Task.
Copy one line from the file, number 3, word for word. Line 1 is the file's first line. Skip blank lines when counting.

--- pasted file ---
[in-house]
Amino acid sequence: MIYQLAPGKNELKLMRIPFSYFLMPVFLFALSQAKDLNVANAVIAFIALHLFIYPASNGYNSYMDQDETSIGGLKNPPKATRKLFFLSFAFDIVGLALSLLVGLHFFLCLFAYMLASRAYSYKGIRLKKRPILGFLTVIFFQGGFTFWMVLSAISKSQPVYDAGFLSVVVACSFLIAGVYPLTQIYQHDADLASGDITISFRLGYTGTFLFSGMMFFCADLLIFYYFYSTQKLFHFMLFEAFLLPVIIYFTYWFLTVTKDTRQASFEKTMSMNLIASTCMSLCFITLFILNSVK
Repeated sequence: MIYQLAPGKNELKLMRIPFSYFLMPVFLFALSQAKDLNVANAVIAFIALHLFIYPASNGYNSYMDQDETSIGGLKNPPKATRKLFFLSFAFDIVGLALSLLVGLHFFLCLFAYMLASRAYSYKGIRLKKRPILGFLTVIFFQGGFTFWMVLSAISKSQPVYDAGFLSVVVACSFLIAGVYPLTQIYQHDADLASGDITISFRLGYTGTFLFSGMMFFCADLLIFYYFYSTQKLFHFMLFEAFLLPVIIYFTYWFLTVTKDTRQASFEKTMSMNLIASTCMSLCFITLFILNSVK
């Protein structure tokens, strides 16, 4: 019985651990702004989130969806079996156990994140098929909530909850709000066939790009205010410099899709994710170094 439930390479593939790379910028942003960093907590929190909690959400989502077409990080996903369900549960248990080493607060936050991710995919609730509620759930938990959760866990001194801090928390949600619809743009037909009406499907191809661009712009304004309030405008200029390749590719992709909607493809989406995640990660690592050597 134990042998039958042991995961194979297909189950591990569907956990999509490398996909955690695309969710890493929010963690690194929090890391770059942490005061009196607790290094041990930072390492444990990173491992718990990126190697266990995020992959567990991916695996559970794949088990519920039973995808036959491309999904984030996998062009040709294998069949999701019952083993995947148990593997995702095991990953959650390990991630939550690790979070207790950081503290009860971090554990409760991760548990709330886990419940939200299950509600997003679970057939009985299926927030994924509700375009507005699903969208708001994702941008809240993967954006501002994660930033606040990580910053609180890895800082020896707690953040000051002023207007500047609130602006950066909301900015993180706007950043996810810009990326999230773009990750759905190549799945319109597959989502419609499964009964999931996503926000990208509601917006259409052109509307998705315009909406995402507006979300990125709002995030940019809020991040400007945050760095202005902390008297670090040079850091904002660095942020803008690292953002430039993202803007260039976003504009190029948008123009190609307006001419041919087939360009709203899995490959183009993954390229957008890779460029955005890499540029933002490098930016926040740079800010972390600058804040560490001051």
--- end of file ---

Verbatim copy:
Repeated sequence: MIYQLAPGKNELKLMRIPFSYFLMPVFLFALSQAKDLNVANAVIAFIALHLFIYPASNGYNSYMDQDETSIGGLKNPPKATRKLFFLSFAFDIVGLALSLLVGLHFFLCLFAYMLASRAYSYKGIRLKKRPILGFLTVIFFQGGFTFWMVLSAISKSQPVYDAGFLSVVVACSFLIAGVYPLTQIYQHDADLASGDITISFRLGYTGTFLFSGMMFFCADLLIFYYFYSTQKLFHFMLFEAFLLPVIIYFTYWFLTVTKDTRQASFEKTMSMNLIASTCMSLCFITLFILNSVK